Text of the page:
Stop entertaining new ideas, stop being distracted by unwanted emails or meetings. Drop clients giving you problems. Just continue moving forward the best way you know how.

What advice would you give to other marketers to thrive and avoid burnout?

I am a huge stickler when it comes to my schedule. Everything I do in a day is located on my calendar. Every single second is accounted to do something productive, but productivity doesn’t necessarily mean work. Create a schedule and add time for yourself. Make sure you give yourself time.

Do what makes you happy. For me it’s working out and sweating. I love working out and being healthy. It’s fun and helps me think clearly. I also like to cook and read. Whatever it is for you, stop making excuses, and make time for yourself.

How do you define “Marketing”? Can you explain what you mean?

Marketing to me means getting your name out there in a creative way. When someone mentions your “keyword/phrase” they think of you and your business.

With the amount of content and noise in the world today, it’s hard to seperate yourself from others. Marketing, advertising, and content creation can help you separate yourself. The most critical part to this is maintaining consistency.

Think about your favorite fast food joint. Why are they all successful? Because they have a formula that works and has worked repeatedly. You need to go out there and find your marketing formula.

None of us are able to achieve success without some help along the way. Is there a particular person who you are grateful towards who helped get you to where you are? Can you share a story about that?

Right before we started Penji, I created a podcast. To date, I’ve interviewed over 200 of the top entrepreneurs and business professionals in the world.

Giving people a platform to speak has been one of the most incredible accomplishments I’ve ever achieved. The 200 people I’ve interviewed have individually taught me something different about myself and in business. I’d recommend to anyone reading this, to create a platform that allows you to learn. Books will ultimately put the pieces of the puzzle together, but there is nothing better than talking your problems out to someone in real time.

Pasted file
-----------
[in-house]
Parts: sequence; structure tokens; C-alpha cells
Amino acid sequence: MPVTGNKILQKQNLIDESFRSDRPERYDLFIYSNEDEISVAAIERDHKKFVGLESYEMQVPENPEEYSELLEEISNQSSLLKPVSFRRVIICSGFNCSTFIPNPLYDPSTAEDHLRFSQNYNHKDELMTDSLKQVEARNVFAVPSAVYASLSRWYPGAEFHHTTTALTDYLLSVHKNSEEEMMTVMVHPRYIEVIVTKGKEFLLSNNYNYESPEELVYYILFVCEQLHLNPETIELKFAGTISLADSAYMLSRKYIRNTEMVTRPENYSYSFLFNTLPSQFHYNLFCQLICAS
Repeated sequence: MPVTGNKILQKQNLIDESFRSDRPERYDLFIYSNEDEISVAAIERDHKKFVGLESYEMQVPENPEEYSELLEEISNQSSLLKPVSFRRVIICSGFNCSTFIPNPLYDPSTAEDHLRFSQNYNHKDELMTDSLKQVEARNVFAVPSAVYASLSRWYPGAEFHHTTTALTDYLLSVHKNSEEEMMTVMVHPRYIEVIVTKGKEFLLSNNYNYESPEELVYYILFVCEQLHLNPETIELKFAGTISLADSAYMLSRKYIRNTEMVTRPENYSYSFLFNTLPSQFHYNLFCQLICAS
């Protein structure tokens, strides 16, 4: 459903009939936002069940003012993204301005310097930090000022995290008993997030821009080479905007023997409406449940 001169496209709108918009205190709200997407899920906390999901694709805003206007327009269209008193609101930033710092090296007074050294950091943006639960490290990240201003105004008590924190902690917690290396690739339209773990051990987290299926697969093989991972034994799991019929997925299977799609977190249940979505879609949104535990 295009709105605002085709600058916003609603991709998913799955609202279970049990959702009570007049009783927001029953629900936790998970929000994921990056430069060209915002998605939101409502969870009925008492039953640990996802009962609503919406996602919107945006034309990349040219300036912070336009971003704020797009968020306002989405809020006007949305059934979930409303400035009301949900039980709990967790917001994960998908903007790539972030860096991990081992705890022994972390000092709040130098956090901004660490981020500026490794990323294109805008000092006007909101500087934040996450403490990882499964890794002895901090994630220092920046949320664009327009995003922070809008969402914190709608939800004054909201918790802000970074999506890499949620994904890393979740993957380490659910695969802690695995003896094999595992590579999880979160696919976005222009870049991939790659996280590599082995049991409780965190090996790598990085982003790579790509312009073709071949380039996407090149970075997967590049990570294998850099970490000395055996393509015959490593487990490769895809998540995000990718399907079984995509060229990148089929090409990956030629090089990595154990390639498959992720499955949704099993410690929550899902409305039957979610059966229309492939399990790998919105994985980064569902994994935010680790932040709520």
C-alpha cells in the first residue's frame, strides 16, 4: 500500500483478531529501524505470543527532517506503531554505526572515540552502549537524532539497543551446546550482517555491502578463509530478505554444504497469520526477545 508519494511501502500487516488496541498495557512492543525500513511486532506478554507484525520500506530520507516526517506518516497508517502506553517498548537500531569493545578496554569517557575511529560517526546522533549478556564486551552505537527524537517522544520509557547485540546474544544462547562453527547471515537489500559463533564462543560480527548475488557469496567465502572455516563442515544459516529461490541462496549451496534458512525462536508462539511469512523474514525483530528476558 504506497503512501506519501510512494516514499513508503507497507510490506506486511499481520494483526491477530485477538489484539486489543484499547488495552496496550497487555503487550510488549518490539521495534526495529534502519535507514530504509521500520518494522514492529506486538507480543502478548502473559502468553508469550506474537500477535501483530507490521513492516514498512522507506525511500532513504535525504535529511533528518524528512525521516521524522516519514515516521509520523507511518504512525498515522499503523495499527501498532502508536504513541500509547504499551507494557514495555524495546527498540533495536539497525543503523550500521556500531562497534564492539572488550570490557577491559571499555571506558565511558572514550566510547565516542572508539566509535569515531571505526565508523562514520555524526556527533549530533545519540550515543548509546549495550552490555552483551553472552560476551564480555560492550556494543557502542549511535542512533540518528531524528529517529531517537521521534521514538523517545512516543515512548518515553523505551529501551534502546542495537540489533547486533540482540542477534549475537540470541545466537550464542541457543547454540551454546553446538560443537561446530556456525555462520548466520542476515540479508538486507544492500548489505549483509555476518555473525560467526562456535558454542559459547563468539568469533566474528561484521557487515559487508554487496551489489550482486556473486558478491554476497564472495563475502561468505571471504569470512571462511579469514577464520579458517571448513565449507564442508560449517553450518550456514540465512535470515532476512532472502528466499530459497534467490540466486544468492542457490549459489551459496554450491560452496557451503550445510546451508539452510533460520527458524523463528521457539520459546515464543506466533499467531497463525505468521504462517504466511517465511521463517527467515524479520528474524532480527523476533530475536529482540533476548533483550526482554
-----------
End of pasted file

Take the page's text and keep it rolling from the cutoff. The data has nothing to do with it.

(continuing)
Can you share a few examples of marketing tools or marketing technology that you think can dramatically empower small business owners?

This answer may be controversial, but most small business owners have this “shiny objective syndrome” where they need tools for every little thing to help scale their business.

Tools are a great resource for sure, but they can’t fix a poorly run business. Before you focus your energy on tools and technology, you have to understand the fundamentals of how your business works and what your brand stands for.

What are your “5 Non-Intuitive Marketing Strategies For Small Businesses”? (Please share a story or example for each.)

  1. Locality matters more than you think. When most businesses start, they immediately think their solution can help people worldwide. And for the most part, they may be right. However, should that be your business’ focus? It takes a ton of discipline to tell yourself and your team to NOT expand your company to the world right away. I’d encourage more businesses to stay local first. Do as much as you can to capture your local region. Grow as much as you possibly can within your 30+ mile radius. Then, whatever processes you create from this, do the same for other cities you plan to launch your product/service to.